The effect of Δ1,6 tetrahydrocannabinol on biogenic amines and their amino acid precursors in the rat brain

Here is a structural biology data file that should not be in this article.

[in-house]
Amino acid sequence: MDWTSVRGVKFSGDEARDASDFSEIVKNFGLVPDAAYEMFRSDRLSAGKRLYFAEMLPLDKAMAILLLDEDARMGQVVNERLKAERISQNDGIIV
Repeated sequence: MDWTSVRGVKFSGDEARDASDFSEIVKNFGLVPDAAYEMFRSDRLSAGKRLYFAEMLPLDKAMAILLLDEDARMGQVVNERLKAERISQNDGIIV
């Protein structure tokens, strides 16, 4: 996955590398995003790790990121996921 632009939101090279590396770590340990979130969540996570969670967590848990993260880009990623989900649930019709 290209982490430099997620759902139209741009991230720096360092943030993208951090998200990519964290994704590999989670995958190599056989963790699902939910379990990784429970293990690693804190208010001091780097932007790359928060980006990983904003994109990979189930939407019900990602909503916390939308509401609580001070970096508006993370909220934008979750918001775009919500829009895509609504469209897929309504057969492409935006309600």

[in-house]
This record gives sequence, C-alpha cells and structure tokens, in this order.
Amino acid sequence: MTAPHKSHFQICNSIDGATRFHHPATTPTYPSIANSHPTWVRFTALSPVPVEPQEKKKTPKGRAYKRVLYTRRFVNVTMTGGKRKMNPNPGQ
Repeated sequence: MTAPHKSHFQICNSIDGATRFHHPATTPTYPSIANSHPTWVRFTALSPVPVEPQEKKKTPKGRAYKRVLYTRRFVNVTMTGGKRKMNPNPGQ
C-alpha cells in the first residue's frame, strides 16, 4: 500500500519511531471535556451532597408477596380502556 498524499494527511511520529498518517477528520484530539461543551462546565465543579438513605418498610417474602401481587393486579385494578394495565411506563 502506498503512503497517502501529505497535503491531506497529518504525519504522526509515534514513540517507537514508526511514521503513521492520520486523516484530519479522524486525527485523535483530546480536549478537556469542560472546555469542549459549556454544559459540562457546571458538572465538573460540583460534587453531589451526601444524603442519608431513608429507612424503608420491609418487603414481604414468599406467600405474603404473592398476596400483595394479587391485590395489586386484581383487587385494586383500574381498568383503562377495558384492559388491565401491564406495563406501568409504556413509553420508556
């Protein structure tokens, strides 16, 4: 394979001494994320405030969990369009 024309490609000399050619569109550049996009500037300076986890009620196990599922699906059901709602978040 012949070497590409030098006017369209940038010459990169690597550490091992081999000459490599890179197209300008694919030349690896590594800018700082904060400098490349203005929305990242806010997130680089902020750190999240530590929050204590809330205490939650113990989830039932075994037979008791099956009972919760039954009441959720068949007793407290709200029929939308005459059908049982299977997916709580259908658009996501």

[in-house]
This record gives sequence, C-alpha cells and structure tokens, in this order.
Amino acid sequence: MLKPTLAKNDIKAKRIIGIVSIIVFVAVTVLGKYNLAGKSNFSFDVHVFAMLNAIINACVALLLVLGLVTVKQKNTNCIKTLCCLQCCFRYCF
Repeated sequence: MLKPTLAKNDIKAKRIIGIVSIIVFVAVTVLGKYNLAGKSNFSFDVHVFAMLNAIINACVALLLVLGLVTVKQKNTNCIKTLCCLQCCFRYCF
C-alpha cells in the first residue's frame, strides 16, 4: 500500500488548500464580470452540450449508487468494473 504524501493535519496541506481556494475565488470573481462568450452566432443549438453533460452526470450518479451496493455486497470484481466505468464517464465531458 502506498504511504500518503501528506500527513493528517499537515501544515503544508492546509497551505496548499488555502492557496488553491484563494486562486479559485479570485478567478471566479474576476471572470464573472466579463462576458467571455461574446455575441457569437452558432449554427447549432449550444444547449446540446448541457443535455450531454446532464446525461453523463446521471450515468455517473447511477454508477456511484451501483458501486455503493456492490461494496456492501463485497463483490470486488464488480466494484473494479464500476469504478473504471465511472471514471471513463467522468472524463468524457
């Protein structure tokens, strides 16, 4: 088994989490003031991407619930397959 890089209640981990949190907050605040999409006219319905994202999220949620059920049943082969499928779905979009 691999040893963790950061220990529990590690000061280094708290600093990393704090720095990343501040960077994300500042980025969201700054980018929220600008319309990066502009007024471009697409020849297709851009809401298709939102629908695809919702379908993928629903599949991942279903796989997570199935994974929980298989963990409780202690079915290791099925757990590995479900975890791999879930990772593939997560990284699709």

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<ul><li><p>Pharmacological Research Communications, Vol. 3. No. 2, 1971 139 </p><p>THE EFFECT OFA 196 TETRAHYDROCANNABINOL ON BIOGENIC AMINES </p><p>AND THEIR AMINO ACID PRECURSORS IN THE RAT BRAIN </p><p>B. E. Leonard </p><p>Pharmacology Section, Imperial Chemical Industries Ltd., </p><p>Pharmaceuticals Division, Alderley Park, Nr. Macclesfield, Cheshire. </p><p>Received 22 July 1971 </p><p>SUMMARY A 1,6 T.H.C. caused excitement followed by pronounced </p><p>behavioural depression and catalepsy in rats when given at a dose </p><p>of 100 mg/kg i.p. (Lower doses were less effective in producing </p><p>these responses). Some 4 hr after administration, the animals </p><p>became aggressive when disturbed. Ten hr after injection catalepsy </p><p>was absent, the animals were slightly hyperactive -but no longer </p><p>aggressive. Despite the pronounced behavioural changes caused by </p><p>A 196 T.H.C.,the concentration and turnover of brain biogenic amines </p><p>remained unaffected. There was a slight decrease in brain and </p><p>blood tyrosine and in brain y-aminobutyric acid levels. </p><p>INTRODUCTION It is generally agreed that the tetrahydrocannabinols </p><p>are the active principles of marihuana or hashish although the </p><p>precise chemical nature of the active principle is uncertain. </p><p>Despite the widespread concern recently expressed in this country </p><p>and in the United States over the possible deleterious effects </p><p>of cannabis use, the literature seems deficient in any detailed </p><p>studies of the possible mechanisms of action of the tetrahydro- </p><p>cannabinolsonthebrain.Thisproblem has been reviewed by </p><p>Leonard (1969). </p></li><li><p>140 Pharmacological Research Communications, Vo/. 3, No. 2, 1971 </p><p>The present study was therefore undertaken to see what effect </p><p>A 136 tetrahydrocannabinol (A 176 T.H.C.) had on the metabolism </p><p>and turnover of biogenic amines in the rat brain. Previous studies </p><p>of a number of structurally diverse hallucinogenic drugs had </p><p>shown that they all had a pronounced effect on these brain amines </p><p>and their precursors ( Leonard and Tonge, 1969; Tonge and </p><p>Leonard, 1969; Tonge and Leonard, 1970; Leonard and Shallice, </p><p>1971 1. </p><p>METHODS ,196 T.H.C. was dissolved in polyethylene glycol and </p><p>administered to groups of 5 albino rats (T; 90-110 g) of the </p><p>Alderley Park strain by the intraperitoneal route. The control </p><p>group was given an equivalent volume of the vehicle (0.2 ml/100 g </p><p>body weight). The gross behavioural effects produced were </p><p>observed periodically over 10 hr. At various times after </p><p>injection (shown in RESULTS) the animals were killed by </p><p>decapitation, and the brains minus the cerebella removed. </p><p>Noradrenaline dopamine, 5-hydroxytryptamine, 5-hydroxyindole </p><p>acetic acid and normetanephrine were determined on extracts </p><p>from the same brains. The brains were homogenized in 9 ml of </p><p>O.OlN HCl containing 0.2 ml 10% (w/v) ethylene diamine tetra- </p><p>acetic acid (as the disodium salt), centrifuged and 4.5 ml </p><p>of the supernatant fraction removed for the determination of </p><p>normetanephrine by the solvent extraction method of Anton </p><p>and Sayre (1966). 5-Hydroxytryptamine (GHT), s-hydroxyindole- </p><p>acetic acid (S-HlAA), noradrenaline and dopamine were determined </p><p>in the remaining portion of the brain extract by the solvent </p><p>extraction method of Welch and Welch (1969). Blood and brain </p><p>tyrosine and tryptophan, and brain y-amino butyric acid concentration </p><p>were determined by the spectrophoto-fluorimetric methods </p><p>outlined previously (Leonard and Shallice, 1971). </p></li><li><p>Pharmacological Research Communications, Vol. 3, No. 2, 1971 141 </p><p>RESULTS AND DISCUSSION </p><p>Behavioural Effects. Some 15 min after injection of 100 mg/kg </p><p>i.p., the rats were excited. They became behaviourally depressed </p><p>approximately 15 min later but no ataxia could be detected. </p><p>About 1 hr after injection the animals lay prostrate on the cage </p><p>floor and were very depressed and slightly hypothermic. The </p><p>maximum decrease in the pharyngeal temperature throughout the </p><p>10 hr observation period was 2O. When disturbed the animals </p><p>squeaked frequently and became very agitated. Catalepsy was apparent </p><p>1$-2 hr after injection and persisted for a further 3-4 hrs. </p><p>During this period the rats became aggressive towards one </p><p>another when disturbed but were otherwise very depressed and </p><p>remained prostrate. Gradually the depressant effects wore off, and </p><p>7-10 hr after injection the rats became fairly hyperexcitable </p><p>and showed piloerection. Lower doses of A 1,6 T.H.C. (50 and </p><p>75 w/kg i.p.) had qualitatively similar effects but their </p><p>duration and intensity was less marked. No analgesia could </p><p>be detected. </p><p>Brain Amines. Groups of rats were killed at 0 (control), 1, 2, 3, 5, 7 and 10 hr after the administration of 100 mg/kg A 1,6 </p><p>T.H.C. No change could be detected in the concentrations of </p><p>noradrenaline, dopamine, 5-HT, 5-HlAA or normetanephrine at </p><p>these times. The concentrations of these amines and their </p><p>metabolites were:- noradrenaline 0.50 ? 0.06; dopamine 0.806 5 </p><p>2 0.058; 5-HT 0.67 $ 0.04; 5-HlAA 0.288 + 0.03; normetanephrine </p><p>0.31 + 0.026. Each result represents the mean 2 s.e.m. of at </p><p>least five animals in pg/g fresh weight of brain. </p><p>Because of the possibility that A 136 T.H.C. might cause </p><p>changes in the turnover of these amines which are ,not to be </p><p>reflected in changes in their absolute concentration, experiments </p><p>were carried out in which the effect of T.H.C. was studied on </p><p>the rate of depletion of brain noradrenaline and dopamine </p><p>D </p></li><li><p>142 Pharmacological Research Communications, Vol. 3, No. 2, 1971 </p><p>following the administration of the tyrosine hydroxylase </p><p>inhibitor a-methyl-p-tyrosine (aMTP) and on the depletion </p><p>of brain 5-HT after inhibitionoftryptophan hydroxylase by </p><p>parachlorophenylalamine (PCPA). </p><p>For these experiments, 4 groups of 5 rats were used. </p><p>To determine the effect of A 1,6 T.H.C. on the depletion of </p><p>noradrenaline, 2 groups of rats were injected with 300 mg/kg </p><p>(i.p.) ofaMPT; one of these groups was injected simultaneously </p><p>with A 196 T.H.C. (100 mg/kg i.p.&gt;. The third group of rats </p><p>was injected with A 136 T.H.C. alone and the fourth group </p><p>was given the vehicle (control group). The animals were killed </p><p>3 hr later and the catecholamines determined as described </p><p>under METHODS. For assessing the effect of A 176 T.H.C. on </p><p>the rate of depletion of brain 5-HT, PCPA (suspended in </p><p>Dispersol) was substituted for aMPT and given intraperitoneally </p><p>(300 mg/kg). The groups of rats were otherwise treated in the </p><p>same way as that described for the a.MPT experiment. The </p><p>animals were killed 10 hr later and the brain 5-HT concentration </p><p>determined by the method of Bogdanski and co-workers (1956). </p><p>Following the administration of u.MPT, the concentration </p><p>of brain noradrenaline was reduced by 40%; the concentration </p><p>of this amine in the control brain was 0.47 2 0.04 pg/g. </p><p>aMPT in combination with A 196 T.H.C. caused a reduction of </p><p>brain noradrenaline by 38%. After PCPA, the brain 5-HT </p><p>concentration was reduced by 35%; the control level was </p><p>0.64 f 0.05 Pg/g. PCPA in combination with A 196 T.H.C. caused </p><p>a decrease of 30%. </p><p>It is apparent from these experiments that A 196 T.H.C. </p><p>does not affect the rate of depletion of these amines </p><p>following inhibition of their synthesis. </p><p>Effect on some blood and brain amino acids. The effect of A1,6 T.H.C. on tyrosine, tryptophan and y-aminobutyric acid </p></li><li><p>Pharmacological Research Communications, Vol. 3, No. 2, 1971 143 </p><p>was studied 3 and 10 hr after the administration of the drug. </p><p>The former time coincided with maximum behavioural depression </p><p>and catalepsy, while the latter coincided with maximum behavioural </p><p>excitation. A 1,6 T.H.C. was administered at 50 and 100 mg/kg. </p><p>The results are shown in Table 1; it is apparent that both </p><p>brain and blood tyrosine are reduced at both 3 and 10 hr </p><p>whereas the reduction in brain and blood tryptophan is negligible. </p><p>Brain y-aminobutyric acid levels were slightly reduced 3 and </p><p>10 hr after the drug had been administered. </p><p>The results of this investigation show that little neuro- </p><p>chemical change accompanies the behavioural effects produced </p><p>by A 196 T.H.C. This is somewhat surprising as all other </p><p>hallucinogenic drugs, of diverse chemical structure, which </p><p>have been studied cause marked changes in brain monoamines </p><p>(see references in INTRODUCTION). The changes in brain </p><p>tyrosine may indicate that A 196 T.H.C. affects the uptake </p><p>and/or utilization of the amino acid in the brain and that </p><p>the decrease in brain y-aminobutyric acid, which has been </p><p>implicated as an inhibitory transmitter substance in the </p><p>mammalian brain (Krnjevic and Schwartz, 1966), may be </p><p>correlated with the excitation seen 10 hr after the drug had </p><p>been administered. </p><p>Other investigators have studied the effect of crude cannabis </p><p>extracts on the gross behaviour of rodents and described some- </p><p>what similar effects to these reported here (Chopra and Chopra, </p><p>1939; Loewe, 1950; Schultz, Mohrmann and Haffner, 1959). Garatti- </p><p>ni (1965) carried out a detailed neuropharmacological investigation </p><p>of a crude cannabis extract but could find no changes which </p><p>could be specifically ascribed to the action of the drug. Further- </p><p>more, he did not find that the drug caused any change in the </p><p>levels of brain and heart noradrenaline or brain and intestinal </p><p>5-HT even when doses of up to 300 mg/kg (i.p.) of the extract </p><p>were given. </p></li><li><p>144 Pharmacological Research, Communications, Vql. 3, No. 2, 19il </p><p>0 v) 8 </p><p>r3 </p></li><li><p>Pharmacological Research Communications, Vol. 3, MO. 2, 1971 145 </p><p>It can be concluded from this investigation that changes </p><p>in brain biogenic amines do not accompany the behavioural effects </p><p>of A1J6 T.H.C. There is clearly the need to extend this study </p><p>to include other putative transmitter substances which may be </p><p>primarily affected by the drug. </p><p>REFERENCES </p><p>Anton A.H. and Sayre D.F., 1966, J. Pharmac. exp. Therap. 153, 15-24. </p><p>Bogdanski D.F., Pletscher A., Brodie B.B. and Udenfried S. 1956, J. Pharmac. exp. Therap., 112_, 82. </p><p>Chopra R.N. and Chopra G.S., 1939, Indian J. Med. Res. Mem., 3l,l. Garattini S., 1965, In "Hashish: Its Chemistry and Pharmacology" </p><p>Ed. Wolstenholme G.E.W. and Knight J. Pub. Churchill.p.70-78 Krnjevic K. and Schwartz S., 1966, Exp. Brain Res.,3,320-336. Leonard B.E., 1969, Br. J. Addict., 64, 121-130. Leonard B.E. and Shallice S.A., 1971, Br. J. Pharmac. 41, 198-212,. Leonard B.E. and Tonge S.R., 1969, Life Sci., g, 815-825. Loewe S., 1950, Arch.exp. Path. Pharmak., 211, 175. Schultz D.E., Mohrmann H.L. and Haffner G., 1959, Z. Naturforsch., </p><p>kJ6, 98. Tonge S.R. and Leonard B.E., 1969, Life Sci., ?3, 805-814. </p><p>Tonge S.R. and Leonard B.E., 1970, Life Sci., 2, 1327-133s. Welch A.S. and Welch B.L., 1969, Anal. Biochem., 2, 161-179. </p></li></ul>